Portland marijuana dispensaries may finally become a reality for Oregon medical marijuana patients. The Oregon Medical Marijuana Act (OMMA) was passed in 1998, and it allowed patients with certain “Grand Rapids Marijuana Dispensary medical conditions” to use marijuana to alleviate their pain and suffering. As of April 1, 2010, there are over 32,000 current patients registered with the Oregon Medical Marijuana Program (OMMP).
There is currently no supply system for medical marijuana however, so patients in the program must grow their own marijuana or find another person to grow it. The OMMA specifically requires that “no consideration is paid for transfer” in order to remain in compliance with the law. There is an inherent problem with the original law passed however. Many, if not most, of the patients in this program do not have the ability to grow their own marijuana. It is either physically too demanding or requires too much of a financial investment or intellectual know-how. Adding to the problem is the fact that it is difficult to find a caregiver who can grow it for them.
What has resulted is patients seeking out their medicine on the black market. You can imagine that this makes many people feel like they are criminals. Others are just not willing to put forth the effort or embarrassment to obtain medical marijuana, so they don’t get to see the benefits of marijuana for their condition.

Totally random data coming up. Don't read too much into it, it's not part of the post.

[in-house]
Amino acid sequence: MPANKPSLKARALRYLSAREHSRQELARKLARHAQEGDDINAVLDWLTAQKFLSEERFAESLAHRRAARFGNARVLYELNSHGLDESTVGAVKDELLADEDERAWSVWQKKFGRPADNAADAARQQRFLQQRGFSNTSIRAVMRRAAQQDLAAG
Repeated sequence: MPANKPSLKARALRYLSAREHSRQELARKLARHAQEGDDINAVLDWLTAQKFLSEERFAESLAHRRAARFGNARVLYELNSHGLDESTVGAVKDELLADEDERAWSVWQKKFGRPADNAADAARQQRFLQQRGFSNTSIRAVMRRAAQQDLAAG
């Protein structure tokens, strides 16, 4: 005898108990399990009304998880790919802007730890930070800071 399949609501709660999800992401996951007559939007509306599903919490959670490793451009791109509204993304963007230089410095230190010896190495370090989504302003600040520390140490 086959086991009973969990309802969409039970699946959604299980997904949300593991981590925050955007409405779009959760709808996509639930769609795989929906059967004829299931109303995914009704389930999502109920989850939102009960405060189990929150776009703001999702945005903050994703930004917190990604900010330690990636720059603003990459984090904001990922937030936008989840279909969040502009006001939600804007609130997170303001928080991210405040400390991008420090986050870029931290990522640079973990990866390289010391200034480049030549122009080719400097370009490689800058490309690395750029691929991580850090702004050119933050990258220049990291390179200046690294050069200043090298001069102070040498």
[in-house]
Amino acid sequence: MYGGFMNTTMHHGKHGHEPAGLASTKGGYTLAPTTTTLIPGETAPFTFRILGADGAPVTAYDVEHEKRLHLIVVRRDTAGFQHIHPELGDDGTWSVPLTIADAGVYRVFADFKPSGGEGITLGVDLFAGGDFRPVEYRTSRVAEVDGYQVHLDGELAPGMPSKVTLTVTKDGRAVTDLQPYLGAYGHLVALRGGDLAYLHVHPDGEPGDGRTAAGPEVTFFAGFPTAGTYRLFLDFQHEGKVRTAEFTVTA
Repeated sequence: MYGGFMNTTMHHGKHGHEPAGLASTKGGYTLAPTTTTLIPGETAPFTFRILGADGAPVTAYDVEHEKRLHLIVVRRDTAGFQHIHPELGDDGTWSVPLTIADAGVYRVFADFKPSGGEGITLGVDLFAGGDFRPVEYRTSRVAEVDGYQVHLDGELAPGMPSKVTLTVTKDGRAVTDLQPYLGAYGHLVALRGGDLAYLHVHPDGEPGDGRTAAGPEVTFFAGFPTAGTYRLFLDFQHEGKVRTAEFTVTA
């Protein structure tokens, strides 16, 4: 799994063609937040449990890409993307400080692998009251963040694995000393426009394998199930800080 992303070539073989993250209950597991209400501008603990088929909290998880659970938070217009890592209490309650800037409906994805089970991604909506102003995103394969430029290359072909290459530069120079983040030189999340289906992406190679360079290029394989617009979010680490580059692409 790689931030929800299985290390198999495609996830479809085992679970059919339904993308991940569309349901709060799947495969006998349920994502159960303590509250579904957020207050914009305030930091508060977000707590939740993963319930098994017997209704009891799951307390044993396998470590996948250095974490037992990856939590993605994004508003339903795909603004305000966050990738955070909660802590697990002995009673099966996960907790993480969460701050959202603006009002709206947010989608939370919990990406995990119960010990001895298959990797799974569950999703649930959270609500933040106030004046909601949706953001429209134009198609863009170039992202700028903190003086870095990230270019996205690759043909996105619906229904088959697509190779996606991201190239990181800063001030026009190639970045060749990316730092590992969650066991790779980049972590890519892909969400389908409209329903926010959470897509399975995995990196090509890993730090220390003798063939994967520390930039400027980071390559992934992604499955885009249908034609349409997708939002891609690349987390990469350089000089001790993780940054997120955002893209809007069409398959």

To fix this problem, there is an initiative backed by Voter Power currently circulating that attempts to create a regulated medical marijuana supply system. This initiative, often referred to as I-28 (Initiative 28), turned in just over 7000 signatures on April 14, bringing the total submitted signatures to 80,543, according to the Oregon Secretary of State. An initiative requires 82,769 valid signatures by July 2 to qualify for the November ballot (approximately 125,000 total signatures to account for invalid and duplicate signatures).
Currently, there is a 59% approval rating for this initiative in initial polling. And it appears that the initiative will indeed get the required number of votes to be on the ballot. Then it will be up to Oregon voters to decide if they want to follow the likes of California and Colorado and provide a regulated means of medical marijuana patients to obtain their medicine.